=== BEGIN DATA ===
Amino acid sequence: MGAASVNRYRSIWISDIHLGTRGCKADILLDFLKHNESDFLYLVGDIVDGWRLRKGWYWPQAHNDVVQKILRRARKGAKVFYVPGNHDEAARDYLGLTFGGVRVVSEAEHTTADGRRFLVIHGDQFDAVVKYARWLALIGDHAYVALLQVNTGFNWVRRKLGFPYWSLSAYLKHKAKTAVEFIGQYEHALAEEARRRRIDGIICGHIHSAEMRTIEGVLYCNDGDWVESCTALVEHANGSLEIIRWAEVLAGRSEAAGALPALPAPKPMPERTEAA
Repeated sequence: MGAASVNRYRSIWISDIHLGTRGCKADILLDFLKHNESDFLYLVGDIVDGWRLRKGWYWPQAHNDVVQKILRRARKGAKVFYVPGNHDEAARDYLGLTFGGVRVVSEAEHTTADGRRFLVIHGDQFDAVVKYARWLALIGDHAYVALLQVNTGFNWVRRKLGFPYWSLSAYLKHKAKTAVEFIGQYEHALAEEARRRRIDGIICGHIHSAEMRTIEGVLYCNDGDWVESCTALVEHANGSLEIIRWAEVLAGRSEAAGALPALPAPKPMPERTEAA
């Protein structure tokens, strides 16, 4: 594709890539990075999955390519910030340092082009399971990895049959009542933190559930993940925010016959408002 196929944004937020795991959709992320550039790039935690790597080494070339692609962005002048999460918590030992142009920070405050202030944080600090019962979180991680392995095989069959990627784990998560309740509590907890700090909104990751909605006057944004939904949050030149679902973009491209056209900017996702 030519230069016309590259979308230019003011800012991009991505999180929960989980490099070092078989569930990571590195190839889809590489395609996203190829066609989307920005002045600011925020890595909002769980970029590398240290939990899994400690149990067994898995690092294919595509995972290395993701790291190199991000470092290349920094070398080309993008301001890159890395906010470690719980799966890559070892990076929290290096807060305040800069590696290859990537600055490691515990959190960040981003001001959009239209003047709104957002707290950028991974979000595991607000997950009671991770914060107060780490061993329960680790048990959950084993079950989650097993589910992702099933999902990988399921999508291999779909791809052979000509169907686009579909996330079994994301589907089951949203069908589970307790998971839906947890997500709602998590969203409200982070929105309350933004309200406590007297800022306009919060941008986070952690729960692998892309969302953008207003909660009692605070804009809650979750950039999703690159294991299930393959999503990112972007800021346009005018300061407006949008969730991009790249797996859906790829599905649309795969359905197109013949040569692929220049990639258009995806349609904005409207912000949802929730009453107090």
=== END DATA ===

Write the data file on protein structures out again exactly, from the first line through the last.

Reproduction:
Amino acid sequence: MGAASVNRYRSIWISDIHLGTRGCKADILLDFLKHNESDFLYLVGDIVDGWRLRKGWYWPQAHNDVVQKILRRARKGAKVFYVPGNHDEAARDYLGLTFGGVRVVSEAEHTTADGRRFLVIHGDQFDAVVKYARWLALIGDHAYVALLQVNTGFNWVRRKLGFPYWSLSAYLKHKAKTAVEFIGQYEHALAEEARRRRIDGIICGHIHSAEMRTIEGVLYCNDGDWVESCTALVEHANGSLEIIRWAEVLAGRSEAAGALPALPAPKPMPERTEAA
Repeated sequence: MGAASVNRYRSIWISDIHLGTRGCKADILLDFLKHNESDFLYLVGDIVDGWRLRKGWYWPQAHNDVVQKILRRARKGAKVFYVPGNHDEAARDYLGLTFGGVRVVSEAEHTTADGRRFLVIHGDQFDAVVKYARWLALIGDHAYVALLQVNTGFNWVRRKLGFPYWSLSAYLKHKAKTAVEFIGQYEHALAEEARRRRIDGIICGHIHSAEMRTIEGVLYCNDGDWVESCTALVEHANGSLEIIRWAEVLAGRSEAAGALPALPAPKPMPERTEAA
């Protein structure tokens, strides 16, 4: 594709890539990075999955390519910030340092082009399971990895049959009542933190559930993940925010016959408002 196929944004937020795991959709992320550039790039935690790597080494070339692609962005002048999460918590030992142009920070405050202030944080600090019962979180991680392995095989069959990627784990998560309740509590907890700090909104990751909605006057944004939904949050030149679902973009491209056209900017996702 030519230069016309590259979308230019003011800012991009991505999180929960989980490099070092078989569930990571590195190839889809590489395609996203190829066609989307920005002045600011925020890595909002769980970029590398240290939990899994400690149990067994898995690092294919595509995972290395993701790291190199991000470092290349920094070398080309993008301001890159890395906010470690719980799966890559070892990076929290290096807060305040800069590696290859990537600055490691515990959190960040981003001001959009239209003047709104957002707290950028991974979000595991607000997950009671991770914060107060780490061993329960680790048990959950084993079950989650097993589910992702099933999902990988399921999508291999779909791809052979000509169907686009579909996330079994994301589907089951949203069908589970307790998971839906947890997500709602998590969203409200982070929105309350933004309200406590007297800022306009919060941008986070952690729960692998892309969302953008207003909660009692605070804009809650979750950039999703690159294991299930393959999503990112972007800021346009005018300061407006949008969730991009790249797996859906790829599905649309795969359905197109013949040569692929220049990639258009995806349609904005409207912000949802929730009453107090």